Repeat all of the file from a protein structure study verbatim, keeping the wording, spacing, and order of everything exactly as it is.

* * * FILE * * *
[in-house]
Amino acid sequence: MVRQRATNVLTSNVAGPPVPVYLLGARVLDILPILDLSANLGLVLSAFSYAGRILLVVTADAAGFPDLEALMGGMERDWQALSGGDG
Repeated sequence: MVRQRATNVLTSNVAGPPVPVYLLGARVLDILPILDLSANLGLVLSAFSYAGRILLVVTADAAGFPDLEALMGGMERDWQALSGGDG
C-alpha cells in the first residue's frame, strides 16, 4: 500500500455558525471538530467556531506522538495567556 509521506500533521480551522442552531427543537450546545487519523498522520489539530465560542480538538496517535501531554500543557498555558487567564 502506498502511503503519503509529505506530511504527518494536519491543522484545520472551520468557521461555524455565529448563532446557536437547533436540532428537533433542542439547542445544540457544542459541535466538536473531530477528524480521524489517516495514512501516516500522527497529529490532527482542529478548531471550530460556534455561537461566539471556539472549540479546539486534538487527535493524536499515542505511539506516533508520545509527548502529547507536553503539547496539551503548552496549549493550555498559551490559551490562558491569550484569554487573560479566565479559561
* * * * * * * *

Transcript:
[in-house]
Amino acid sequence: MVRQRATNVLTSNVAGPPVPVYLLGARVLDILPILDLSANLGLVLSAFSYAGRILLVVTADAAGFPDLEALMGGMERDWQALSGGDG
Repeated sequence: MVRQRATNVLTSNVAGPPVPVYLLGARVLDILPILDLSANLGLVLSAFSYAGRILLVVTADAAGFPDLEALMGGMERDWQALSGGDG
C-alpha cells in the first residue's frame, strides 16, 4: 500500500455558525471538530467556531506522538495567556 509521506500533521480551522442552531427543537450546545487519523498522520489539530465560542480538538496517535501531554500543557498555558487567564 502506498502511503503519503509529505506530511504527518494536519491543522484545520472551520468557521461555524455565529448563532446557536437547533436540532428537533433542542439547542445544540457544542459541535466538536473531530477528524480521524489517516495514512501516516500522527497529529490532527482542529478548531471550530460556534455561537461566539471556539472549540479546539486534538487527535493524536499515542505511539506516533508520545509527548502529547507536553503539547496539551503548552496549549493550555498559551490559551490562558491569550484569554487573560479566565479559561